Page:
Only 17% of U.S. equity mutual funds have survived and outperformed their benchmarks over the last 15 years.
When it comes to choosing the funds for a company’s 401(k) plan, the truth is that the deck is stacked against the decision-maker. A study by the Wall Street Journal proposed that an investor choosing at random through the 700-plus top-performing funds would have less than a 1% chance of picking a fund that would still be performing well in years to come. For the fiduciary of a 401(k) plan, the task of choosing their plan’s funds can seem like a daunting one.
How, then, do 401(k) plan sponsors make sure that their plan assets have the best offs at surviving and outperforming benchmarks? At Anson Analytics we believe that the use of index funds, along with a well-diversified portfolio, can help.
Whereas mutual funds rarely beat their benchmark, index funds commonly survive and surpass. The illustration below explains how uncommon it is for a mutual fund to survive and surpass a benchmark. At the beginning of the 15-year period, 2,758 equity funds, or stocks, were documented. At the end of the 15-year period, only 17% of these mutual funds had survived and beat the benchmark (1 in 5). Similarly, fixed income funds, or bonds, only had 7% survive and beat the benchmark.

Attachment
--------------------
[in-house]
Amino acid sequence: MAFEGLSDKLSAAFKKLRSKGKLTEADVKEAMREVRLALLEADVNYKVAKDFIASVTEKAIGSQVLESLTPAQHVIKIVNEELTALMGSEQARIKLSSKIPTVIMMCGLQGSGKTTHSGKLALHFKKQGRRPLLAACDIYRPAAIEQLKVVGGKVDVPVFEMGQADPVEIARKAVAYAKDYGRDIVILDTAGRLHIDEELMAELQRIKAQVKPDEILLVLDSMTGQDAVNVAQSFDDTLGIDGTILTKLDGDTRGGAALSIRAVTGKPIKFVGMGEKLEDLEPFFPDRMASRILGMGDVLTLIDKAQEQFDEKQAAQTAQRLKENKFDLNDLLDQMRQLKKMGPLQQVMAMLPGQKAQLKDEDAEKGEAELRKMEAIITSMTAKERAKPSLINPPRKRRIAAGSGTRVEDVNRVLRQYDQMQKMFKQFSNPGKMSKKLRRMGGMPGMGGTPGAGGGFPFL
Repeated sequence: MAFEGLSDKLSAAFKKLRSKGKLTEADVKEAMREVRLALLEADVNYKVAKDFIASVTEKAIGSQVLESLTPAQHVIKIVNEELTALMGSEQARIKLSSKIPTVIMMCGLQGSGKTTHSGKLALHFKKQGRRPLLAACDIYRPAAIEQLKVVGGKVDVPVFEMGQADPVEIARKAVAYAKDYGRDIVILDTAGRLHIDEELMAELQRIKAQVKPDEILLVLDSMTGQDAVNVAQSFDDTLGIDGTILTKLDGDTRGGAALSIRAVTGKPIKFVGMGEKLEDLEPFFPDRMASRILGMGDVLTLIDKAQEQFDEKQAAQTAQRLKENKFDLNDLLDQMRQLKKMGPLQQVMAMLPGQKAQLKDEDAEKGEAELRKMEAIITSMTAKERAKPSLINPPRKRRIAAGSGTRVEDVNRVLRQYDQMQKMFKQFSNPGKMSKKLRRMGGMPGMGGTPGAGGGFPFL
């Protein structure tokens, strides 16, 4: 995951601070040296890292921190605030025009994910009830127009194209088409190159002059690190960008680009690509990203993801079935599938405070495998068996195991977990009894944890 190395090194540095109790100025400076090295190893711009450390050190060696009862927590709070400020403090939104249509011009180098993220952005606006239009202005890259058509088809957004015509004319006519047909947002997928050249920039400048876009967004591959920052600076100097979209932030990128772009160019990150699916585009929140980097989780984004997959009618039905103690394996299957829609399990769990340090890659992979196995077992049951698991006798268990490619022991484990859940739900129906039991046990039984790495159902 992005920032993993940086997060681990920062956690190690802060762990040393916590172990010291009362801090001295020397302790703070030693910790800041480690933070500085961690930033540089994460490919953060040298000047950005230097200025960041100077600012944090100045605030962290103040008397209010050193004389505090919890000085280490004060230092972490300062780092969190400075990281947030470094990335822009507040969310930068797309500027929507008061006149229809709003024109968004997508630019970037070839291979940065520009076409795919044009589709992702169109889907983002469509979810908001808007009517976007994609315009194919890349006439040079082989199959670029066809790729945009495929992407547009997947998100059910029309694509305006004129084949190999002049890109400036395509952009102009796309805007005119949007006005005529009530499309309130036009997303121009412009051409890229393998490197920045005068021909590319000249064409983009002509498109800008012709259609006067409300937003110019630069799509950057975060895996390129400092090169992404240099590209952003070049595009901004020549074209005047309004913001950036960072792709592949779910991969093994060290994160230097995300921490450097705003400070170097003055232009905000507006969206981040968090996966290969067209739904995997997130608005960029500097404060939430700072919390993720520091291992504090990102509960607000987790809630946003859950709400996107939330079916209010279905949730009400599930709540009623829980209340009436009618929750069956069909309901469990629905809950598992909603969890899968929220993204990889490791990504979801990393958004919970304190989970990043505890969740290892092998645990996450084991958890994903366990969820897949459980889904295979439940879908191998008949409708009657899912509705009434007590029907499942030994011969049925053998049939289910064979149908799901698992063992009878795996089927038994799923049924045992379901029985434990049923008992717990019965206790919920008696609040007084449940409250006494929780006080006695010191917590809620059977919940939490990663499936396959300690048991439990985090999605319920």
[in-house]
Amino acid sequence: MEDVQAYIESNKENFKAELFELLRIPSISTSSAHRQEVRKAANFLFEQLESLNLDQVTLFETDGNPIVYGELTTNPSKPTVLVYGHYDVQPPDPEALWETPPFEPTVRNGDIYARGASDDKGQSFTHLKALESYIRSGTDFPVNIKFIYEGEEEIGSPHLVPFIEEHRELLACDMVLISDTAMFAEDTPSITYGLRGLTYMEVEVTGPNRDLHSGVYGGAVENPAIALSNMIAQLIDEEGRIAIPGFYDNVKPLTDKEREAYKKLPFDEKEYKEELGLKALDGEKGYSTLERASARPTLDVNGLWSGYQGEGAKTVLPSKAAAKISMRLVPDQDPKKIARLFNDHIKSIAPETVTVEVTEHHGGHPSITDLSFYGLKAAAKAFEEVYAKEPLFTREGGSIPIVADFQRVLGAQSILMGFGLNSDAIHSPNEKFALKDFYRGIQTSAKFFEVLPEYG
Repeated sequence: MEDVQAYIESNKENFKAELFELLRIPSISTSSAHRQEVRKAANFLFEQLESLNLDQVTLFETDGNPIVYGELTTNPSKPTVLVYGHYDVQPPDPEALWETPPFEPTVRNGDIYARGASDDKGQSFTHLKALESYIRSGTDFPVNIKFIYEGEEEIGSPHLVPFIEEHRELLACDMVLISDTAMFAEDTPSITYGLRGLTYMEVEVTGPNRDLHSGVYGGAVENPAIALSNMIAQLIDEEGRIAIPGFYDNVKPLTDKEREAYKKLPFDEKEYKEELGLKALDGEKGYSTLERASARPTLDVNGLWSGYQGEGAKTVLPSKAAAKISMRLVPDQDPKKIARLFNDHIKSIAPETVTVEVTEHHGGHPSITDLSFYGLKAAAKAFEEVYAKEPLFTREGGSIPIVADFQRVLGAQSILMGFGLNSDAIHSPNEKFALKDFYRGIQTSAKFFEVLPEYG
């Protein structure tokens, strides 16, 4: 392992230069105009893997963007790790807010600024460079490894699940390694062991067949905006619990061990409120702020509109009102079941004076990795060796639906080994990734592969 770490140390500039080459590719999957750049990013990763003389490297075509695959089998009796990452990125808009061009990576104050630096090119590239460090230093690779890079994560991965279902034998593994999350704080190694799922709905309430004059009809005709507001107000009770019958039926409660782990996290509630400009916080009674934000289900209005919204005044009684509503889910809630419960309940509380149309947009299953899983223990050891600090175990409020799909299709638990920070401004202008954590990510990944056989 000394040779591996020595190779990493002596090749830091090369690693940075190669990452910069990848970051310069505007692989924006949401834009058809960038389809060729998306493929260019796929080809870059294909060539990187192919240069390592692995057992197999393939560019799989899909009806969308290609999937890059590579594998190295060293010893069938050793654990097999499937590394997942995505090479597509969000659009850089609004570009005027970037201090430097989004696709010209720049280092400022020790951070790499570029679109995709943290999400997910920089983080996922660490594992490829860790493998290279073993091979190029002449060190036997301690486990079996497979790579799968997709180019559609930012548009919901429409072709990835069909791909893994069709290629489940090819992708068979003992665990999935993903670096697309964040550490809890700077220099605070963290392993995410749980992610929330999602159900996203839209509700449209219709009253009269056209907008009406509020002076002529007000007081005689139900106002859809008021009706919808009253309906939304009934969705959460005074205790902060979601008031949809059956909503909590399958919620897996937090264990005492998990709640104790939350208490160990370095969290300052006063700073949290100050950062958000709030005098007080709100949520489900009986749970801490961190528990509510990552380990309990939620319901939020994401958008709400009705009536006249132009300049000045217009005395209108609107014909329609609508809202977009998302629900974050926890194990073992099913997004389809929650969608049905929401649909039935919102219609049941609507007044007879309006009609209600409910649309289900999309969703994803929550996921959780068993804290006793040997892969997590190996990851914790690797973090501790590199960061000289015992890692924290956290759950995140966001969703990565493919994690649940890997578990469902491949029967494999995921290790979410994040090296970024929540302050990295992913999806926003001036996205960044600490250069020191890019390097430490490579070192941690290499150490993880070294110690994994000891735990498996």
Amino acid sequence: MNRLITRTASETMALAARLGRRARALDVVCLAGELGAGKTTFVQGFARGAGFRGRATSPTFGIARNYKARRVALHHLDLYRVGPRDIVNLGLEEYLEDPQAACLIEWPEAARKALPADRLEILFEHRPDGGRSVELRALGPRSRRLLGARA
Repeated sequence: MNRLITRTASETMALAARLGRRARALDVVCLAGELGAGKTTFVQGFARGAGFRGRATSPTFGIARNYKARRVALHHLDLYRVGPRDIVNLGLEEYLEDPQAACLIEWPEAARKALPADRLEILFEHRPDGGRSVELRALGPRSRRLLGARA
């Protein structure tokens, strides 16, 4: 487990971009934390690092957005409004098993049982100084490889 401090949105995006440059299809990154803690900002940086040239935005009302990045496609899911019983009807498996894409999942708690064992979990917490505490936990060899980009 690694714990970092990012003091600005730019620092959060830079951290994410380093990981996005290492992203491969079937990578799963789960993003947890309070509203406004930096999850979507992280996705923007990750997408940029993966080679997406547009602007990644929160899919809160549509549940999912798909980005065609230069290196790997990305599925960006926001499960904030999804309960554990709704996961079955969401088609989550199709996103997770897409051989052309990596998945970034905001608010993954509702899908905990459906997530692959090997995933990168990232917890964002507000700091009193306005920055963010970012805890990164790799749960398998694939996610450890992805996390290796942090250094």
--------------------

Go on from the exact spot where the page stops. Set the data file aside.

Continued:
Mutual funds that have professional managers who are actively choosing the funds they think will perform the best. In contrast, index funds buy all the shares that make up a particular index. For example, there is the S&P 500. The aim is to replicate the performance of that entire market. Therefore, an index fund will more commonly meet the benchmark, and possibly surpass it, making it a reliable investment option for a portfolio. After all, if there is only a 1 in 5 chance of beating the benchmark with a mutual fund, the odds are better to invest in an index fund.
Regularly analyzing and benchmarking funds within the 401(k) plan can be very useful. Funds should be diversified properly in order to achieve the best results for participants. Though diversification does not guarantee against losses, it can guide participants to reaching long-term financial goals. It can also minimize risk and reducing volatility among assets during market swings.
An Anson Analytics we construct custom risk-based or target maturity portfolios based on the demographics of a plan and the understanding that each plan is different. We analyze current funds, as well as suggest improvements if we feel that the funds do not correctly match up to the participants’ needs.
There is no guarantee for beating the odds, but we can help create diversified portfolio options that best serve a company’s plan and its participants.